global directive should be the first entry in the file and should be used only  once.  Use
       is  permitted anywhere in the file and infinitely many times, however it doesn't make much
       sense to use it in this manner.

       The range directive has the same syntax and  semantics  as  the  range  directive  in  the
       /etc/oidentd.conf file. See above for a description.

       Valid  capabilities are reply, random, numeric, random_numeric, and hide. Descriptions can
       be found below.

CAPABILITIES

       spoof  Allow spoofed ident responses; allow the user to specify a string of  her  choosing
              as  the  ident  reply. The only restriction on the spoofed response is that it must
              not be the username of another user. When a user spoofs her ident reply, the  login
              name of the user is recorded along with the forged reply.
              This capability does not apply to the force action.

       spoof_all
              Allow the usernames of other users to be used as ident responses.
              This capability does not apply to the force action.

       spoof_privport
              Allow ident replies to be spoofed on privileged ports (ports lower than 1024).
              This capability does not apply to the force action.

       reply <string> [<string1> ... <stringN>]
              Reply to successful ident lookups with the ident response specified in <string>. If
              more than one string parameter is given,  one  of  the  strings  will  be  selected
              randomly.

              In a user's $HOME/.oidentd.conf file, up to 20 strings may be specified for a reply
              statement.

              In the /etc/oidentd.conf file, there is no limitation on the number of strings that
              may be specified.

              The  strings  must  be  quoted  strings  (e.g.  "string").  Strings may contain the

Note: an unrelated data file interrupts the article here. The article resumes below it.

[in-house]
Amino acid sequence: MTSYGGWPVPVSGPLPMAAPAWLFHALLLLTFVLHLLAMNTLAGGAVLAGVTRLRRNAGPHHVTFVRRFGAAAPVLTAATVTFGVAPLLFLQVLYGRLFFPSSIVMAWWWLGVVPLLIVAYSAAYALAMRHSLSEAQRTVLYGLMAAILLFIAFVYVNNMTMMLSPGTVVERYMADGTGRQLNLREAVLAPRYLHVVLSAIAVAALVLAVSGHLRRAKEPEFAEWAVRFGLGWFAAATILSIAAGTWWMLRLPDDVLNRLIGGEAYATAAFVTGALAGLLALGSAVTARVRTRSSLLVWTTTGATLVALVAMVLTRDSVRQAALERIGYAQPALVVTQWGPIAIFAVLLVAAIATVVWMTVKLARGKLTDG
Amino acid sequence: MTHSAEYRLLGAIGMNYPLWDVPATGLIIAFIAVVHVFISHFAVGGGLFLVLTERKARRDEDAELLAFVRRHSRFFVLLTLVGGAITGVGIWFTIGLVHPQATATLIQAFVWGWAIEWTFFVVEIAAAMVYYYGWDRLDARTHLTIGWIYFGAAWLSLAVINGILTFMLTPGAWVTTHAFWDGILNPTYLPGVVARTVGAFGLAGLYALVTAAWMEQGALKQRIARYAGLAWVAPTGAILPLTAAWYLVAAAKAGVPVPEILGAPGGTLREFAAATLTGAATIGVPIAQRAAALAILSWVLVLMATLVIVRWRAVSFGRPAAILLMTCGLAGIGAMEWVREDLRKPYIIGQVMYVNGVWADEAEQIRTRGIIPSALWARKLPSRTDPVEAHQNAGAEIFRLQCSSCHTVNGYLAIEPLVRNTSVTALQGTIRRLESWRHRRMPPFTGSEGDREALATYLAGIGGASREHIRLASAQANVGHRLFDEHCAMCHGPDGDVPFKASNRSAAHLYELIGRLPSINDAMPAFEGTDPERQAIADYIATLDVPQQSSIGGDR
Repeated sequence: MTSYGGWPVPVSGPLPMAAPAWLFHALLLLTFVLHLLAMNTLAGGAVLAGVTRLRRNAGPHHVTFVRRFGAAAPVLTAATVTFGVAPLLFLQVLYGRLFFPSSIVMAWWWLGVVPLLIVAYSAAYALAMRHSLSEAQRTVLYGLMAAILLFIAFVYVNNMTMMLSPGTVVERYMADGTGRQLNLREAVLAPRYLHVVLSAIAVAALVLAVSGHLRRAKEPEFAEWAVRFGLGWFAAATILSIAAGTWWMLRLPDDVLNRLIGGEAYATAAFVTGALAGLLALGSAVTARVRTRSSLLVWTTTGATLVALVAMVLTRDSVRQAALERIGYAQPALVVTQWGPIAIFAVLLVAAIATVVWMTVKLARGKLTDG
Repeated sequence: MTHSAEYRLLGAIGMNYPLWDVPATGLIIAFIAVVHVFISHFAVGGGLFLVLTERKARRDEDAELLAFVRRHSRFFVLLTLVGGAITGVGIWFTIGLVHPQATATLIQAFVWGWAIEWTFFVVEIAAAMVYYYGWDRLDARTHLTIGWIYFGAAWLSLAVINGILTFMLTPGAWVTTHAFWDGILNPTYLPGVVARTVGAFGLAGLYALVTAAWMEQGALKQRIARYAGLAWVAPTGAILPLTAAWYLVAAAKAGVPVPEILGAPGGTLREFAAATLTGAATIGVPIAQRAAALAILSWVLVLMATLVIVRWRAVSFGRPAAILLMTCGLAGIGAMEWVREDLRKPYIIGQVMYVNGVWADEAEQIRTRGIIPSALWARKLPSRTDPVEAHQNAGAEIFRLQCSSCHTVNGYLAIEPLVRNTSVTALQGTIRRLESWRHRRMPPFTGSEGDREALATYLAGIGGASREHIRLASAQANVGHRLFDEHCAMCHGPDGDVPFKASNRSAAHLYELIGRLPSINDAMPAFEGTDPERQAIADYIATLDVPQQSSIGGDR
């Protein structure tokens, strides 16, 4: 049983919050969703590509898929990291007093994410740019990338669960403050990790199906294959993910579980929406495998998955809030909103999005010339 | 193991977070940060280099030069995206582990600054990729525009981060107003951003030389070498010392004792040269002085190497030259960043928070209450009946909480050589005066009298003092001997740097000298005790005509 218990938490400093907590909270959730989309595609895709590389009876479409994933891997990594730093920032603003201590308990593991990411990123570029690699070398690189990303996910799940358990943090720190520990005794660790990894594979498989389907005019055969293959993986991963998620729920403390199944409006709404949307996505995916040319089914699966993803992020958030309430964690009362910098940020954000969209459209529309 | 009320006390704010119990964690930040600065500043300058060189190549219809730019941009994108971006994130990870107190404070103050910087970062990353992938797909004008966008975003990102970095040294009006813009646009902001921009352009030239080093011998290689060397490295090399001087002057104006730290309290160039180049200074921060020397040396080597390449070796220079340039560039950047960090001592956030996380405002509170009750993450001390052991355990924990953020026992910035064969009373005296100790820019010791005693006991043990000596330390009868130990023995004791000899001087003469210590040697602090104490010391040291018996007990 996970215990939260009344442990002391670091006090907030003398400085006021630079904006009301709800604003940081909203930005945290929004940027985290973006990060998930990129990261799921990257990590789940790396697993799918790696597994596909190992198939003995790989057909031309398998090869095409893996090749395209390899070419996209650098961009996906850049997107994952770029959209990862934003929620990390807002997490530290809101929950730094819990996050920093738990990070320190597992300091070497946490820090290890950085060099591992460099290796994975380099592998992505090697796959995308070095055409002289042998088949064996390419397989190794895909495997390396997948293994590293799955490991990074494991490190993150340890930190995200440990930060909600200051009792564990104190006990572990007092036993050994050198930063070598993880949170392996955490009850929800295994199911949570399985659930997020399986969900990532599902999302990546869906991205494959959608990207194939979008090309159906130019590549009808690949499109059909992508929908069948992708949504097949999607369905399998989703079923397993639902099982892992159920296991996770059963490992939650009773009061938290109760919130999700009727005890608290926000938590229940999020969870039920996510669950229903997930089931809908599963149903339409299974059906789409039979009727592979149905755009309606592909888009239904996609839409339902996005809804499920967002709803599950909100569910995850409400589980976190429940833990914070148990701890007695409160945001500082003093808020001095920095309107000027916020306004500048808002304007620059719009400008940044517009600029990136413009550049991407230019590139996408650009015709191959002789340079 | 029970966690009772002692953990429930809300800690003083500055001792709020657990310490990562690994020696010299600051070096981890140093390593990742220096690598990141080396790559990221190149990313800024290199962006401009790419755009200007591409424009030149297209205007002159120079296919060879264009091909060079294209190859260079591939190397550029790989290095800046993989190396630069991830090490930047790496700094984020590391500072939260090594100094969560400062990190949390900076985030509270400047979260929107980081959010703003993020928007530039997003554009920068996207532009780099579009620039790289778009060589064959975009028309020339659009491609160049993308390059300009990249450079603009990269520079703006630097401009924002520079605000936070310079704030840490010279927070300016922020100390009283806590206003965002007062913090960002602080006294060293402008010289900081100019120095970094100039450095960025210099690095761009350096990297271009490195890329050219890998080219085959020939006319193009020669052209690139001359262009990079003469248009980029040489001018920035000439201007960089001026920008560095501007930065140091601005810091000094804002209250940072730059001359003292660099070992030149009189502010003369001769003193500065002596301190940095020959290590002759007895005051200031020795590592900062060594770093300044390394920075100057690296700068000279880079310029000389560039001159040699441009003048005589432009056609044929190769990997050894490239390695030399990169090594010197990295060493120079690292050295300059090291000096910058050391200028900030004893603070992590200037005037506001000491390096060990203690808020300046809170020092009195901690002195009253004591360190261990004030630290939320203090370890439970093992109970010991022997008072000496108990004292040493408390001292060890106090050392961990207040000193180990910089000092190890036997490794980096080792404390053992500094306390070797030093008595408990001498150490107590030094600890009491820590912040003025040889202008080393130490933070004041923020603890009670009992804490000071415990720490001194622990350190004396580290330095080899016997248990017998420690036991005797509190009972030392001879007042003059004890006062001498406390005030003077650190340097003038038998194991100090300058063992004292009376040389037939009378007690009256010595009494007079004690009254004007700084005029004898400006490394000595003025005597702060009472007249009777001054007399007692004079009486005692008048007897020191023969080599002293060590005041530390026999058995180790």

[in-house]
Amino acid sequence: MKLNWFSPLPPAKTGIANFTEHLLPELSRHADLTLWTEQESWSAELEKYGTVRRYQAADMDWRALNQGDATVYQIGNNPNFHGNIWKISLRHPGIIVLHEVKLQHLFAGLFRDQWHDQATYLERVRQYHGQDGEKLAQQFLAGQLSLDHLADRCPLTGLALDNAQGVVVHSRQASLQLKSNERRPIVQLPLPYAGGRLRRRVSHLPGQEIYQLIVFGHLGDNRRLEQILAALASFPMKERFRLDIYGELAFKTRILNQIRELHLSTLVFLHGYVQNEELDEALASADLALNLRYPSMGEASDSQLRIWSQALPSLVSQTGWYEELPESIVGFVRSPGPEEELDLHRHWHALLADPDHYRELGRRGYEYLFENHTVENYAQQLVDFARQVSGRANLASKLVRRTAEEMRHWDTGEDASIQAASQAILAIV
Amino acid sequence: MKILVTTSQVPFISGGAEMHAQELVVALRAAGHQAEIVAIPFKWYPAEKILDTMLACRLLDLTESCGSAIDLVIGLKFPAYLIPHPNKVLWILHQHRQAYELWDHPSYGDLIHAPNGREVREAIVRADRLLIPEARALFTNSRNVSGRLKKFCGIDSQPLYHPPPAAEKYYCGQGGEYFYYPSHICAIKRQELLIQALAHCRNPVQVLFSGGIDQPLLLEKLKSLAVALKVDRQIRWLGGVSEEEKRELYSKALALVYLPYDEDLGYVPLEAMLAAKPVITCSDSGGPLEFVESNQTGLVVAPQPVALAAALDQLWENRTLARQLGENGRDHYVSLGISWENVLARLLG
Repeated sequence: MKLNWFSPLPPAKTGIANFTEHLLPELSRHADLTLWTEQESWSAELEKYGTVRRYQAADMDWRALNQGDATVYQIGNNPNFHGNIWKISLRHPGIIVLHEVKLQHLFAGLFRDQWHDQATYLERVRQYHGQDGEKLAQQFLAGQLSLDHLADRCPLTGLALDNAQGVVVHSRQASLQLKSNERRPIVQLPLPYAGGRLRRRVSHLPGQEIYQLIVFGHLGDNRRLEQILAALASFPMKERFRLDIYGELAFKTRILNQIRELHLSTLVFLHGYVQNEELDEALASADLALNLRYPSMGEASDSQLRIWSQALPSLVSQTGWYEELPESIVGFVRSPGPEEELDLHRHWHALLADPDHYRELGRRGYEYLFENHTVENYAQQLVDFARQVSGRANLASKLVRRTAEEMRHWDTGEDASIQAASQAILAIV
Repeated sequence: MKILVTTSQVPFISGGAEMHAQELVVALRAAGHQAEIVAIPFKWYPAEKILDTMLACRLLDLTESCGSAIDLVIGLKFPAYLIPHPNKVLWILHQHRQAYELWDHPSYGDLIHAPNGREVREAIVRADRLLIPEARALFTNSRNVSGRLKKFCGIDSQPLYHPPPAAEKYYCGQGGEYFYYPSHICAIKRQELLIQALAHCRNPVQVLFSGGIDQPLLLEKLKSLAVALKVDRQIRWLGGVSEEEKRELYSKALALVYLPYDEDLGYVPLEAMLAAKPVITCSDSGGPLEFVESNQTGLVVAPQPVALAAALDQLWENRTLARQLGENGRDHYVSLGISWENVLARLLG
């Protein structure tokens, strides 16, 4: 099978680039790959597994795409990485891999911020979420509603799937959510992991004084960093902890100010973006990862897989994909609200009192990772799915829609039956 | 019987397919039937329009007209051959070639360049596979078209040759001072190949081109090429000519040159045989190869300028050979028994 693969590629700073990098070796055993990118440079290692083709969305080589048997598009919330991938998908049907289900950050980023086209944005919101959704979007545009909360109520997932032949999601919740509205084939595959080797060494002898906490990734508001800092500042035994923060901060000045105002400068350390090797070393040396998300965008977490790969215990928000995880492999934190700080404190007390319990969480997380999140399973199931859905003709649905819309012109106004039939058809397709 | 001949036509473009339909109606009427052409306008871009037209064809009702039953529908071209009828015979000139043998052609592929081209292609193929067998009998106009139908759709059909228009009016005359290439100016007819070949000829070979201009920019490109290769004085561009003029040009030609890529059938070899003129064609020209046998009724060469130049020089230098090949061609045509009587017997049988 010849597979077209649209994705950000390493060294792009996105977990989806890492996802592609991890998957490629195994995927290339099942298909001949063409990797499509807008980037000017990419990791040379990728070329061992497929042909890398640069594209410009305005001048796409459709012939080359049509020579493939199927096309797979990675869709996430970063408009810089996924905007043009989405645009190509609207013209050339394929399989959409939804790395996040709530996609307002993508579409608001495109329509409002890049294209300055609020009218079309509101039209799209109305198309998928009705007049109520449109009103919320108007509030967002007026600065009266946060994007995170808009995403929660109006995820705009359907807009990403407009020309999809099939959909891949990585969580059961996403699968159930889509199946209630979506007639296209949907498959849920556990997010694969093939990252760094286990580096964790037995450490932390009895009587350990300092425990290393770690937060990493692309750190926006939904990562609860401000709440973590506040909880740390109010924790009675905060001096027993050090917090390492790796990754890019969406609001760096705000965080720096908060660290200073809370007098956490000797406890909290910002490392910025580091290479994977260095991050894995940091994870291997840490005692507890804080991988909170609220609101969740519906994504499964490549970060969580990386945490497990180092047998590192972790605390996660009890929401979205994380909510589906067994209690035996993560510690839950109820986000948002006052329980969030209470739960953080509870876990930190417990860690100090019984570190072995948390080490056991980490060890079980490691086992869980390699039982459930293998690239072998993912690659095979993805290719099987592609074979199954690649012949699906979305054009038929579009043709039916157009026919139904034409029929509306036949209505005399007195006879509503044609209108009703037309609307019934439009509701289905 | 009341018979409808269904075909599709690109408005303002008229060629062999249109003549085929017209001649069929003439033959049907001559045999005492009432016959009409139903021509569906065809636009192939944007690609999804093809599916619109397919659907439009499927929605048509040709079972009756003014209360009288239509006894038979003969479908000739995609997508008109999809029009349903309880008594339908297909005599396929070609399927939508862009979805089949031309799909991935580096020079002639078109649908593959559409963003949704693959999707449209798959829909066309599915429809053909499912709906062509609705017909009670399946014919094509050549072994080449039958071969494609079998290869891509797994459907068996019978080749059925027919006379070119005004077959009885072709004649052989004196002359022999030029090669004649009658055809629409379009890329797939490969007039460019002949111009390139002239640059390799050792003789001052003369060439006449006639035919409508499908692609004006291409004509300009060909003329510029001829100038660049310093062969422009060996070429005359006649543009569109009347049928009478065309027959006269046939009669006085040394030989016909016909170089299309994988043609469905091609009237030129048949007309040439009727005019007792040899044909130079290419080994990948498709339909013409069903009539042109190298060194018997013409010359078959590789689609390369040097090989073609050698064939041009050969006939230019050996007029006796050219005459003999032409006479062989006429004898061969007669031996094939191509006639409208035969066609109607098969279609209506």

following escape characters:

              \n     new line
              \t     tab
              \r     carriage return
              \b     backspace
              \v     vertical tab
              \f     form feed
              \a     alert (bell)
              \e     escape
              \\     backslash
              \NNN   The character with the ASCII code NNN in the octal base system.
              \xNNN  The character with the ASCII code NNN in the hexadecimal base system.
              This capability only applies to the force action.

       hide   Hide the user; report a "HIDDEN-USER" error when an ident lookup succeeds.

       random Reply to successful ident lookups with  a  randomly  generated  ident  response  of
              consisting of alphanumeric characters.

       numeric
              Reply to successful ident lookups with the UID of the user that was looked up.

       random_numeric
              Reply  to  successful  with  a randomly generated ident response of the form userN,
              where N is a random number between 0 and 100000.

EXAMPLE /etc/oidentd.conf FILE

       default {
            default {
                 deny spoof
                 deny spoof_all
                 deny spoof_privport
                 allow random_numeric
                 allow numeric
                 allow hide
            }
       }

       Grant all users the ability to generate random  numeric  ident  replies,  the  ability  to
       generate  numeric  ident  replies  and  the  ability to hide their identities on all ident
       queries. Explicitly deny the ability to spoof ident responses.

       user root {
            default {
                 force reply "UNKNOWN"
            }
       }

       Reply with "UNKNOWN" for all successful ident queries for root.

       user ryan {
            default {
                 allow spoof
                 allow spoof_all
                 allow random
                 allow hide
            }

            from 127.0.0.1 {
                 allow spoof_privport
            }
       }

       Grant the user "ryan" the capability to spoof ident replies, including the ability to  use
       other  usernames  as  ident  replies,  generate  random replies and hide his ident for all
       connections, and grant the user "ryan" the capability to spoof ident replies to privileged
       ports (< 1024) on connections originating from the host 127.0.0.1.

EXAMPLE $HOME/.oidentd.conf FILE

       global {
            reply "unknown"
       }

       Reply with "unknown" to all successful ident lookups.

       to irc.example.org {
            reply "example"
       }

       Reply with "example" to ident lookups for connections to irc.example.org.

AUTHOR

       Ryan McCabe <ryan@numb.org>
       http://dev.ojnk.net

SEE ALSO

       oidentd(8) oidentd_masq.conf(5)